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Title: Testing of duplicate rinse aliquots for presence of Salmonella

item Cason Jr, John
item SMITH, DOUGLAS - North Carolina State University
item Buhr, Richard - Jeff
item Hinton, Jr, Arthur
item Cox, Nelson - Nac

Submitted to: International Poultry Scientific Forum
Publication Type: Abstract Only
Publication Acceptance Date: 12/1/2011
Publication Date: 1/24/2011
Citation: Cason Jr, J.A., Smith, D.P., Buhr, R.J., Hinton Jr, A., Cox Jr, N.A. 2011. Testing of duplicate rinse aliquots for presence of Salmonella [abstract]. International Poultry Scientific Forum. p. 75-76.

Interpretive Summary:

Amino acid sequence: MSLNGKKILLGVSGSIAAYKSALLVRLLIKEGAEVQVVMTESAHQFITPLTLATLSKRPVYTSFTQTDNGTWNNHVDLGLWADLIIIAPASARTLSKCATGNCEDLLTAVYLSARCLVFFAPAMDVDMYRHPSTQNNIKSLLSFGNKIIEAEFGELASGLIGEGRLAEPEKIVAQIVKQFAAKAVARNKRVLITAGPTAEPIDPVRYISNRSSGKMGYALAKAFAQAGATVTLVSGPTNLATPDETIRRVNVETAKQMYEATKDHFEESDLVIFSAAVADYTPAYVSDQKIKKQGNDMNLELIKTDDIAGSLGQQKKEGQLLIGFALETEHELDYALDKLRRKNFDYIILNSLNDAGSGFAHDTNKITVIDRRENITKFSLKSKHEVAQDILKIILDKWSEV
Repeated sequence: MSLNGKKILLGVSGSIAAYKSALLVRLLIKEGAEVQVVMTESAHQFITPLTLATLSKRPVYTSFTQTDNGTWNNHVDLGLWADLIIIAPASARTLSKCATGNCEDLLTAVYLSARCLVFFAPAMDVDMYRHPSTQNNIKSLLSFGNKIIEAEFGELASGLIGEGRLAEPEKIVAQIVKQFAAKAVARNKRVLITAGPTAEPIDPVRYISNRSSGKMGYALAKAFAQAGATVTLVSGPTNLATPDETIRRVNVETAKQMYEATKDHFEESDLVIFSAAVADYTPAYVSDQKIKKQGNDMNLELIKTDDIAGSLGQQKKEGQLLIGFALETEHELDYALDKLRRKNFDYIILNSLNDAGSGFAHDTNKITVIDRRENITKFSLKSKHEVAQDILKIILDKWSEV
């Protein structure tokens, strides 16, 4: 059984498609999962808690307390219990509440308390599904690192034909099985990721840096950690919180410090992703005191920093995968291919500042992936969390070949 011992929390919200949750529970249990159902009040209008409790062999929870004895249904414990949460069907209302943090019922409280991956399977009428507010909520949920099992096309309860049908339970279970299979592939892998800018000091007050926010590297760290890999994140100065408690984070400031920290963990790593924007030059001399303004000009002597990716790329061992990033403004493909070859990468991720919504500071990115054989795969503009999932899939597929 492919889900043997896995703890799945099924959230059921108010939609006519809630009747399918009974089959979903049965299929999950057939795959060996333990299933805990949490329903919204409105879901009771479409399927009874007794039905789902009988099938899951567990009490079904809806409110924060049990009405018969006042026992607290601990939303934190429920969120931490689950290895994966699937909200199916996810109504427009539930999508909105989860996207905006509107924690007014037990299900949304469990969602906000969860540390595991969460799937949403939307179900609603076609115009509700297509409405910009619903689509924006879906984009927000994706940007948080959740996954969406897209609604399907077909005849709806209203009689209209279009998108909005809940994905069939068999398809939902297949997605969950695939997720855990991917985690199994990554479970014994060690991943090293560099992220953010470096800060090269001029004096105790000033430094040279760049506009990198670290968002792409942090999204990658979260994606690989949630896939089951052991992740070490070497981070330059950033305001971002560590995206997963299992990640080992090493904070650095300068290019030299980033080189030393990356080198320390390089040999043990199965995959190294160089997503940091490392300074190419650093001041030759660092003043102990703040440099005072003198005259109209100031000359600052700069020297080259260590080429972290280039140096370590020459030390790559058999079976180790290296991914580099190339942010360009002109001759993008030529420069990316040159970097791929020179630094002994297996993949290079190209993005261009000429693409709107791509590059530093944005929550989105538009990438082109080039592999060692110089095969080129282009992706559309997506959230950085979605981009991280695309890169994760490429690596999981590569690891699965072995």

Technical Abstract: Testing of chicken carcass rinses for Salmonella prevalence is often performed in duplicate because of the potential importance of the results, but anecdotal reports indicate that duplicate samples often disagree. This might be due to normal variation in microbiological methods or to the testing of aliquots where the original sample volume contains low numbers of Salmonella cells. To test the latter possibility, a spreadsheet simulation was developed to test the probability that paired aliquots (each 7.5% of the original sample volume) contain at least one cell. Probabilities were calculated for 100,000 pairs of aliquots from original samples containing 1 to 50 cells each, using a random number generator to determine whether test aliquots contain at least one cell. When the original volume contains one cell, for example, each aliquot containing 7.5% of the total volume will have a 7.5% probability of containing that cell. One of the paired aliquots will be positive in 15% of cases and the pair will disagree in all of those cases. Results of the calculation demonstrate that more than 50% of all paired samples will disagree when the original volume contains from 7 to 12 cells. More than 20% of paired samples disagree until the original sample contains at least 29 cells. The original sample volume must contain 48 cells before there is a 95% probability of agreement between paired aliquots. Even if laboratory methods are 100% effective in recovering Salmonella from test aliquots, there will be substantial disagreement between paired aliquots in cases where the original sample contains relatively low numbers of Salmonella cells.